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Linux Pros' Top Command Line Secrets

By Katherine Noyes
May 12, 2014 11:26 AM PT

Well it was a relatively quiet week here in the Linux blogosphere, giving residents a long-overdue opportunity to catch their collective breath, enjoy a few Tequila Tux cocktails and take stock of all the FOSS-related happenings that have taken place over the past few weeks.

Linux Pros' Top Command Line Secrets

Among the highlights, for those who missed them, were the awarding of the IEEE Computer Society's 2014 Computer Pioneer Award to none other than Linus Torvalds; the arrival of Tails OS 1.0; and, perhaps most exciting of all, the release of Seattle-based band netcat's debut album as a Linux kernel module.

"Are you ever listening to an album, and thinking 'man, this sounds good, but I wish it crossed from user-space to kernel-space more often!'" netcat wrote on its Facebook page. "We got you covered. Our album is now fully playable as a loadable Linux kernel module."

Linux Girl thought she had seen it all here in the Linux world, but now she realizes she was wrong. Thank you, netcat, for keeping life interesting!

'Command Line Secrets'

Linux Girl

Speaking of interesting, there's nothing like a little shop talk around the bar to pass the time during a quiet week, and last week afforded a dose of that as well. Life is good here in the Linux blogosphere!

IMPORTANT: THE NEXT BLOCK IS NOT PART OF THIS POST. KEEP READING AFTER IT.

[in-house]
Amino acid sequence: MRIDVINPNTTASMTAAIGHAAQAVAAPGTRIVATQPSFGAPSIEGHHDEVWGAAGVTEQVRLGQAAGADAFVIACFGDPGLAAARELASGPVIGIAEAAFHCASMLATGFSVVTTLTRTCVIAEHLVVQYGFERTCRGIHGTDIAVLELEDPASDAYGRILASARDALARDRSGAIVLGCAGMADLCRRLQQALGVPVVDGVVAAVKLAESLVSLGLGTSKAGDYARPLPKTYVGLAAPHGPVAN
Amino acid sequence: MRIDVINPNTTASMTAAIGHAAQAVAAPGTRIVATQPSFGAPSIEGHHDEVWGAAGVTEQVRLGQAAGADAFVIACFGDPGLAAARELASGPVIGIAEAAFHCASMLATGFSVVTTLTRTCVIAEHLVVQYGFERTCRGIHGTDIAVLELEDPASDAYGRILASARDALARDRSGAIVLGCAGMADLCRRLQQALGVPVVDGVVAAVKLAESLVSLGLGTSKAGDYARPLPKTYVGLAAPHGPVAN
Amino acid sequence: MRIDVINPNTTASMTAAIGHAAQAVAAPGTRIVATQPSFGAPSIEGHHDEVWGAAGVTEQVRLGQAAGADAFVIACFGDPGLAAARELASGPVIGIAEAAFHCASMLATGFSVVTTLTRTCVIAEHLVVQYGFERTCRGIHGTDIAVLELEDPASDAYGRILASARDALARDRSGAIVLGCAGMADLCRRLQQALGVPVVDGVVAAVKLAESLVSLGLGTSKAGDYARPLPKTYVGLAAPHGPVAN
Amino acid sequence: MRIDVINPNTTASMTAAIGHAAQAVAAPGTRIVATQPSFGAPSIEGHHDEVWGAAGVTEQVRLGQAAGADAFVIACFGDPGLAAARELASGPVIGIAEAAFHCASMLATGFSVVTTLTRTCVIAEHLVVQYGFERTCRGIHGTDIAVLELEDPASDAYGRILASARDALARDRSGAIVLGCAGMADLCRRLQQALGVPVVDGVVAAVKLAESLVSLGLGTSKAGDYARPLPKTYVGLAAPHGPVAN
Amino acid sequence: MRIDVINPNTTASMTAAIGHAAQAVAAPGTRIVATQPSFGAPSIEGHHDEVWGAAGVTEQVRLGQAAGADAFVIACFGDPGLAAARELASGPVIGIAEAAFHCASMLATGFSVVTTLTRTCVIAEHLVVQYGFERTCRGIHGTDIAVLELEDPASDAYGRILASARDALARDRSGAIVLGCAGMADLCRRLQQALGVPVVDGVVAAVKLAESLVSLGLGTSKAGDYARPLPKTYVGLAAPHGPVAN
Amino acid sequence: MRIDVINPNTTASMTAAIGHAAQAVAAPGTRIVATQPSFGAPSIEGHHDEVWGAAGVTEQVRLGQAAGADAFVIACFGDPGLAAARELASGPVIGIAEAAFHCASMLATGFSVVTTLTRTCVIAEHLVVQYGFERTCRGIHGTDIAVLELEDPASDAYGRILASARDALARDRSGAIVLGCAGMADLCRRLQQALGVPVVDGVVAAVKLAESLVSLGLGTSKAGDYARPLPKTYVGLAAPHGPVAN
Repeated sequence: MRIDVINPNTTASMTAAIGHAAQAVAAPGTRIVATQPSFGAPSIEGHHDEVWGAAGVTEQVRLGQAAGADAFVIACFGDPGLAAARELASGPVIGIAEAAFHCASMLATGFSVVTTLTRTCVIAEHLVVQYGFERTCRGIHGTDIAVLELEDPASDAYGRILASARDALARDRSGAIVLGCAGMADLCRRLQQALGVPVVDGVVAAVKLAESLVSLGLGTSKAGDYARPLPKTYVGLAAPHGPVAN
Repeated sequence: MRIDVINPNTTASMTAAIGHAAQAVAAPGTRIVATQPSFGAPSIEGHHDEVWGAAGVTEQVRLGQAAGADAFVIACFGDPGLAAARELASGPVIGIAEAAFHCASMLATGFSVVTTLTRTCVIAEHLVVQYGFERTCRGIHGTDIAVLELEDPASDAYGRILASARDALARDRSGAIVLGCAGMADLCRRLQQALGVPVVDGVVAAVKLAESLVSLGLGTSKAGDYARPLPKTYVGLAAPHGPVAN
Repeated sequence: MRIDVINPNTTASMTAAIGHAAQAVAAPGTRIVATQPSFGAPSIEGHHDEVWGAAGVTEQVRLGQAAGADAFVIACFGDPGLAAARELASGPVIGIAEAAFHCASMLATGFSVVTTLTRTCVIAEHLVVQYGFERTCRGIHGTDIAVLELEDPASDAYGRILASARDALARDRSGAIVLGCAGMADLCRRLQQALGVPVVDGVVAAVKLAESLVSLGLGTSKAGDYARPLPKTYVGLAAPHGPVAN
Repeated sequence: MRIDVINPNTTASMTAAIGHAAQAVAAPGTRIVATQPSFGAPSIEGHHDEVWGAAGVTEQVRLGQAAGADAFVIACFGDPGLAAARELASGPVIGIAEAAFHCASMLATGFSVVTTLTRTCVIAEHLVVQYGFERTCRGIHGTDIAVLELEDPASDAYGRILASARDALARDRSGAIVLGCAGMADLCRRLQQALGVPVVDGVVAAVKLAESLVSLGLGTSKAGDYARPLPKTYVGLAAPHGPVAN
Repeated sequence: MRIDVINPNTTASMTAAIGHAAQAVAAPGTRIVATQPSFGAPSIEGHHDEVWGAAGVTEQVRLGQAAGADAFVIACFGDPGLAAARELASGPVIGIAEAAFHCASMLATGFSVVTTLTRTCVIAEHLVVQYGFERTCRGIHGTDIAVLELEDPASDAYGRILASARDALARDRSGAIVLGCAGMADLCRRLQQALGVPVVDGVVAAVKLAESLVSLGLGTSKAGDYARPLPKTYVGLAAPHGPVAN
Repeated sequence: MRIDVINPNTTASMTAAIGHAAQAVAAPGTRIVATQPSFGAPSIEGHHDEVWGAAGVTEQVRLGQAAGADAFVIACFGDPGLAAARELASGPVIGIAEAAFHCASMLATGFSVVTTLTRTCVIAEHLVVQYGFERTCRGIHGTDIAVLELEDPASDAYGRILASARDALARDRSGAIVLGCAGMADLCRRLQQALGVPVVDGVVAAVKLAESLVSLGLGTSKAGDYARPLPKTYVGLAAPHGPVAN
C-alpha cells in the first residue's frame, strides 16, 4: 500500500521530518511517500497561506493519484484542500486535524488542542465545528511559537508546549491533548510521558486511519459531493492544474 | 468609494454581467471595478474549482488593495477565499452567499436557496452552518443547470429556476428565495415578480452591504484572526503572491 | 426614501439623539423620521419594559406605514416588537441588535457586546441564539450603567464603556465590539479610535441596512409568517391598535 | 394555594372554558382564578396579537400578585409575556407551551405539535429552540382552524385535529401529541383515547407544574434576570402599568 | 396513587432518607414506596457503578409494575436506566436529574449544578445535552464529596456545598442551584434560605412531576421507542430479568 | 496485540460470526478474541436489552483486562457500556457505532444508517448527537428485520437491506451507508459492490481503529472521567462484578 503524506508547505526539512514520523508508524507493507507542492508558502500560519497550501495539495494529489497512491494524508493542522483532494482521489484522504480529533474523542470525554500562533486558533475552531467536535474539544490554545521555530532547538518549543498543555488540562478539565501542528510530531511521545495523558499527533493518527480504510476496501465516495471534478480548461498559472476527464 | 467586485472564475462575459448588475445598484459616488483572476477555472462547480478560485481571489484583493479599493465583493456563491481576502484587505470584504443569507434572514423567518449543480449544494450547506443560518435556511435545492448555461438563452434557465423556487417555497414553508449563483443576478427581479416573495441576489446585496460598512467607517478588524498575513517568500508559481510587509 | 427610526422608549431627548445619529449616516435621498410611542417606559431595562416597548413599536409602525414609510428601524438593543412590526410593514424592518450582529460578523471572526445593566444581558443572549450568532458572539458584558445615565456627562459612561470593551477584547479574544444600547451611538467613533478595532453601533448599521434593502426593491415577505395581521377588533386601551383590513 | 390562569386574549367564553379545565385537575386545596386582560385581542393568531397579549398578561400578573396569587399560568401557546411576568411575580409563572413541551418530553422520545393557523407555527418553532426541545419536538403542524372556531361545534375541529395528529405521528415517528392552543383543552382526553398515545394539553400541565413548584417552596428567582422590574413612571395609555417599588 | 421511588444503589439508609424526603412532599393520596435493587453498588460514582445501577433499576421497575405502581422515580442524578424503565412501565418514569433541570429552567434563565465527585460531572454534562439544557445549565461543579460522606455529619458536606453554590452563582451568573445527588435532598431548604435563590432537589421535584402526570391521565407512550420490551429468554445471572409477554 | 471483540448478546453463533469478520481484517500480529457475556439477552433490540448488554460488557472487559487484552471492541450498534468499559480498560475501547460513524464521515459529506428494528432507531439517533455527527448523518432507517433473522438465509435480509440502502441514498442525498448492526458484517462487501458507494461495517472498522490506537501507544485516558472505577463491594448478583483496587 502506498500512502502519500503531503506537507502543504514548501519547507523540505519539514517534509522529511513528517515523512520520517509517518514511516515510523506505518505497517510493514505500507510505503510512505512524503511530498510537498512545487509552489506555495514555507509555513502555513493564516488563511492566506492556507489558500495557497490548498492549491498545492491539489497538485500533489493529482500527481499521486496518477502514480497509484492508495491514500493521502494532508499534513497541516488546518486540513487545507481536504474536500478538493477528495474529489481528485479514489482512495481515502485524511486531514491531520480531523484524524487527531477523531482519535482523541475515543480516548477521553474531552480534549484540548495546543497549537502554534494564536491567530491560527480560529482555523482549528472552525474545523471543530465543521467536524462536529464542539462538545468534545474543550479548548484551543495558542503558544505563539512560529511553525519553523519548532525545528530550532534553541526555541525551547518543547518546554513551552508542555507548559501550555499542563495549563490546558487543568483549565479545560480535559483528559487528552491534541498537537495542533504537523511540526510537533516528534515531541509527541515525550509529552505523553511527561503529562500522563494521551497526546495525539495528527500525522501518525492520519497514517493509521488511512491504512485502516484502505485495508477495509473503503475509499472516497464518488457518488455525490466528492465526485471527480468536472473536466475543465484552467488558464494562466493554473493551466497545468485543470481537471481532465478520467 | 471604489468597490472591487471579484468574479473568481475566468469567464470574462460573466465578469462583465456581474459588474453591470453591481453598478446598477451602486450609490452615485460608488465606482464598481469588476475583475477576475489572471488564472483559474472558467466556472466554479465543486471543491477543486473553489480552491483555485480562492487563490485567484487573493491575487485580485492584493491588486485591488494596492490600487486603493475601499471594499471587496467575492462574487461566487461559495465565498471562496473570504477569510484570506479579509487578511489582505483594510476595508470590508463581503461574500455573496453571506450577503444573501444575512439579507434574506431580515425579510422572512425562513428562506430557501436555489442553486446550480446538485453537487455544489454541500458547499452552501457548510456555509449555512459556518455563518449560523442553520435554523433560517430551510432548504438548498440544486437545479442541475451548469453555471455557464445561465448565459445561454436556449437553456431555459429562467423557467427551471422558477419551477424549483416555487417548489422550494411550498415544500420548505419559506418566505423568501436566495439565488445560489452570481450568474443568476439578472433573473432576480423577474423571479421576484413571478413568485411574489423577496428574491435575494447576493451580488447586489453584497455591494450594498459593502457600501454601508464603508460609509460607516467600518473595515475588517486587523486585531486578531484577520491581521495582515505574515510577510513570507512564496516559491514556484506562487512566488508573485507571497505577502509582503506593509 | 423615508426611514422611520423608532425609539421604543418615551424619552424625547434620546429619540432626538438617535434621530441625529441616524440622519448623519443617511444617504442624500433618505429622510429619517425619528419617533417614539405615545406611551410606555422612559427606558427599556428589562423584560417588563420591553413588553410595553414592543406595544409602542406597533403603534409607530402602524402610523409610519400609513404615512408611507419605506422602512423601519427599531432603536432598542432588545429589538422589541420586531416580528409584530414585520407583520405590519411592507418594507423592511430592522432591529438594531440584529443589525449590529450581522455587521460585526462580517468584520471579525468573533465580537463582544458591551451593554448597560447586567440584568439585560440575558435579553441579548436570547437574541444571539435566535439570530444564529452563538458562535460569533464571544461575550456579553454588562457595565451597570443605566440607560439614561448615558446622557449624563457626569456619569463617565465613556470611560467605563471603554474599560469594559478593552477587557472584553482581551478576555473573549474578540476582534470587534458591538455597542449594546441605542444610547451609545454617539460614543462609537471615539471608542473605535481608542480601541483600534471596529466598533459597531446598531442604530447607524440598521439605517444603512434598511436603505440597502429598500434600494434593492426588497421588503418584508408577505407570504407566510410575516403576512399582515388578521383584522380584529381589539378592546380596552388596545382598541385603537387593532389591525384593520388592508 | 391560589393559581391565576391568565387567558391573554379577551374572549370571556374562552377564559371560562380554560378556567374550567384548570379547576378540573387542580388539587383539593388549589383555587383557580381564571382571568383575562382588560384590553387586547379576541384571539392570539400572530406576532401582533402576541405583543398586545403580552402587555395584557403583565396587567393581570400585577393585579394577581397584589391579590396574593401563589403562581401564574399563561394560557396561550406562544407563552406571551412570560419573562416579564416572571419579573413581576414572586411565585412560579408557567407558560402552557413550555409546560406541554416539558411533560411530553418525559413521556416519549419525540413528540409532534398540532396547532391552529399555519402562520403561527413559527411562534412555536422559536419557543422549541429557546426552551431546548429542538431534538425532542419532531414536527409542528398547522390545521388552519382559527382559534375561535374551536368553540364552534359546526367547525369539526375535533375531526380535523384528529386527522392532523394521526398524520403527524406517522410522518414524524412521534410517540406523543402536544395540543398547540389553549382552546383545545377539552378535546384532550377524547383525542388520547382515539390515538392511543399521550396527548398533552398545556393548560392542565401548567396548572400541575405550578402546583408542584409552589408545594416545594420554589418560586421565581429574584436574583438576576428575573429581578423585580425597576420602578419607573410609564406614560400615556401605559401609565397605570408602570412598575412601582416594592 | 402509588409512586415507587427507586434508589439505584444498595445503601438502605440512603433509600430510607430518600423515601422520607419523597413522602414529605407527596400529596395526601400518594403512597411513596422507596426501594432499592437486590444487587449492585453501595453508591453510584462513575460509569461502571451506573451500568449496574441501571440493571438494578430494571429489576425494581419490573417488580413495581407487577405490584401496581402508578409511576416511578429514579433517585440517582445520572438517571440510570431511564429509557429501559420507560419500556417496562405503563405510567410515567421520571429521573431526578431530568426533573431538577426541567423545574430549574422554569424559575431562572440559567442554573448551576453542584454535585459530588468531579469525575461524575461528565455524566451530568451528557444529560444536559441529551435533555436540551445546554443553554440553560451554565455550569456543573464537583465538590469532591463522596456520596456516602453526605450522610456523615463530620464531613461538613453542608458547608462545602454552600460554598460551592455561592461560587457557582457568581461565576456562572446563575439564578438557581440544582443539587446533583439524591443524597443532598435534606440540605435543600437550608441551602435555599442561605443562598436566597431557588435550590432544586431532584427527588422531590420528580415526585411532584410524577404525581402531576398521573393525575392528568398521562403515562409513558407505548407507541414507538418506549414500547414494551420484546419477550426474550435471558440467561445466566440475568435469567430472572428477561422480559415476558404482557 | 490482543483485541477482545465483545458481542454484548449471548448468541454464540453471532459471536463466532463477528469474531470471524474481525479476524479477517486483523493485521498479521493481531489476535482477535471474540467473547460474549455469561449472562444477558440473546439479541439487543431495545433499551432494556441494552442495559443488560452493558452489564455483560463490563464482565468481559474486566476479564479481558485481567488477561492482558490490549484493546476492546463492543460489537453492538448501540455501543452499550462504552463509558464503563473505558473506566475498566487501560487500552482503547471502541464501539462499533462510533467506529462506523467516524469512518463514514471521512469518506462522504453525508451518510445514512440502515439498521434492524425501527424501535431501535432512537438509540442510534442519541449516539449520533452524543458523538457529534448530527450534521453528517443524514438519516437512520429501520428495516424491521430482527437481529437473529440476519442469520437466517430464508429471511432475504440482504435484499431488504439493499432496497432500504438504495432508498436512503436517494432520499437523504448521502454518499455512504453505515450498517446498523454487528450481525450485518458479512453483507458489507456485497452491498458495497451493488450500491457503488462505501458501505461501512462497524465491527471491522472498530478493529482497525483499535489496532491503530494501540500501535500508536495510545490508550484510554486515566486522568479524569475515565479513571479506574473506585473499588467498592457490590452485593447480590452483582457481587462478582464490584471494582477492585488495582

The forum was Linux Voice -- that shiny, new magazine alert readers may remember launched late last year -- and the topic was none other than command line secrets.

Linux Girl couldn't resist.

'It Manages to Render Most Web Pages'

"There are loads of really good reasons to use the command line," wrote the masterminds at Linux Voice. "It's the most powerful and concise method of interacting with your computer.

"However, we decided to take a moment to look at some of its more obscure (and some would say pointless) uses," they added.

Top of the magazine's list is the elinks Web browser: "It might not be as colorful as its more famous rivals, but it manages to render most Web pages," they explained. "As well has having geek-chic, it can come in handy when you just need to quickly check if a Web page is accessible from a computer you only have SSH access to."

The list goes on from there to include looking up definitions on Wikipedia, among other tips.

Down at the Broken Windows Lounge, patrons had plenty of suggestions of their own.

'Great for Maintenance'

"Very nice tips on CL commands, very nice," enthused Google+ blogger Alessandro Ebersol, for example. "But they forgot cowsay, which is great for having some laughs in the darkness of a terminal."

The command line "is great for maintenance," he added. "One can automate with bash scripts and make complex tasks with few (or just one) keystrokes."

Other command line secrets Ebersol would add to the original list are sl (steam locomotive), along with these nuggets:

* % cat "food in cans"
cat: can't open food in cans
* % nice man woman
No manual entry for woman.
* % [Where is Jimmy Hoffa?
Missing ].
* % make love
Make: Don't know how to make love. Stop.
* % man: why did you get a divorce?
man:: Too many arguments.

'The Most Precious Gem'